Deep Water Soloing Comp in the Twin Cities?

For well over a year now, I’ve had ideas of and conversations about bringing pro bouldering or deep water soloing to the Twin Cities.  Reading about this event, I’m not sure if I’m one step closer or one step further away.

The time is now to resuscitate the effort.  Emails sent.  One step closer…

From the article:

Capping off Outdoor Retailer Summer Market 2013, the Psicobloc Masters Series – the first deep water soloing competition ever held in the U.S. – will be held August 2, at the Utah Olympic Park in Park City. 

Some of the world’s best climbers will be invited to compete head-to-head on a 50-foot wall using no ropes or harnesses, with only the Olympic Park’s 750,000-gallon freestyle aerial training pool to catch them below. The event will be open to the public and spectators will be treated to a ski jumping exhibition during the intermission periods.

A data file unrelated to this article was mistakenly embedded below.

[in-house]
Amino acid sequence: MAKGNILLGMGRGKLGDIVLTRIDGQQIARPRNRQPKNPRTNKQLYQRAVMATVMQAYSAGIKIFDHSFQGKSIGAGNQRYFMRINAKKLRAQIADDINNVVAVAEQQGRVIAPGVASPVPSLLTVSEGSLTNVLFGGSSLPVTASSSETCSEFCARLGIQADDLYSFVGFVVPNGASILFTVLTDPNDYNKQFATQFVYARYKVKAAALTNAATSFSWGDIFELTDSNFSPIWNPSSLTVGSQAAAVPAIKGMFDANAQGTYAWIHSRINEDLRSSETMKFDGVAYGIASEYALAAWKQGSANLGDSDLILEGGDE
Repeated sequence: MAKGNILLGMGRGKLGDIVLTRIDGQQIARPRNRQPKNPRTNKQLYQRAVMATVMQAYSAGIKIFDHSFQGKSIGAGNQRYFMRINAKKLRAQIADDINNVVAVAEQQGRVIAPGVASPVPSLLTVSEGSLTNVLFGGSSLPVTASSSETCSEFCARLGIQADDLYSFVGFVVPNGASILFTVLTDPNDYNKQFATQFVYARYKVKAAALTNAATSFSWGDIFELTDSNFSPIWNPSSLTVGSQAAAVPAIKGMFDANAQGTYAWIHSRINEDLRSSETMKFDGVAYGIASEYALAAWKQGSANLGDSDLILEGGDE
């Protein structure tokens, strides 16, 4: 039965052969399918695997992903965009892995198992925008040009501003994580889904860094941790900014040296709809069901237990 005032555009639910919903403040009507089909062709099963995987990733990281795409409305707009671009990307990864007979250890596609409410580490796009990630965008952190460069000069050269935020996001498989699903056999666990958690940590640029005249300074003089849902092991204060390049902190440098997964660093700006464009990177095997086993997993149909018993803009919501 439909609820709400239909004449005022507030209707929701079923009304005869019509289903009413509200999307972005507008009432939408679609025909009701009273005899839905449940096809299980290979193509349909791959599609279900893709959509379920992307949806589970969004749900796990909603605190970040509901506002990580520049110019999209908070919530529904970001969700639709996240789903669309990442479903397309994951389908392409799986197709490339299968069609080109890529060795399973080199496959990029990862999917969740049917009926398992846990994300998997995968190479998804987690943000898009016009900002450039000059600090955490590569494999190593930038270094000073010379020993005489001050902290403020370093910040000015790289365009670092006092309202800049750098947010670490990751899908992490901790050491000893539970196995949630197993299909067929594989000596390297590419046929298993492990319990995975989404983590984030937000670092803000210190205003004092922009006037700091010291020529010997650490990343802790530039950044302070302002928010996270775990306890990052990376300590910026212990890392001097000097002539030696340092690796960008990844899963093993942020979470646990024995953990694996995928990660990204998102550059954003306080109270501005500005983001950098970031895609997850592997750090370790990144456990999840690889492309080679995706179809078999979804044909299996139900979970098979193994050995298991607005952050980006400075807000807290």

“Psicobloc is an extreme and spectacular form of climbing that will undoubtedly blow everyone’s minds,” says Pro Climber and Event Organizer Chris Sharma. “For years we’ve talked about how this format will be the way of taking climbing to the mainstream. I’m really excited to be bringing this new and exciting form of climbing competition to the Olympic Park in Park City and am sure this will be an unforgettable experience for everyone who attends.”

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2 thoughts on “Deep Water Soloing Comp in the Twin Cities?

  1. Any idea what the format of the comp might be? I would guess Onsight, I don’t know how psyched I would be as a competitor if I had to climb again after immediately falling in the water.

    I’m wondering if the addition of a pool of water will make the event appealing to a broader range of people.

    I would also think the risk is increased for the athletes. If you take a nearly 50 foot fall into the water and don’t land right, it could lead to some serious injuries.

    I’m very interested to see how this turns out.

  2. The psicobloc comps I’ve watched in videos usually has climbers rotating through turns. When they fall, a boat or jet ski pick them up and take them back to dry ground and the next competitor steps up. Imagine this on Harriet Island or in one of our larger lakes! But, perhaps a pool would be a more controlled environment. Can the U of M facilitate this kind of event?!?

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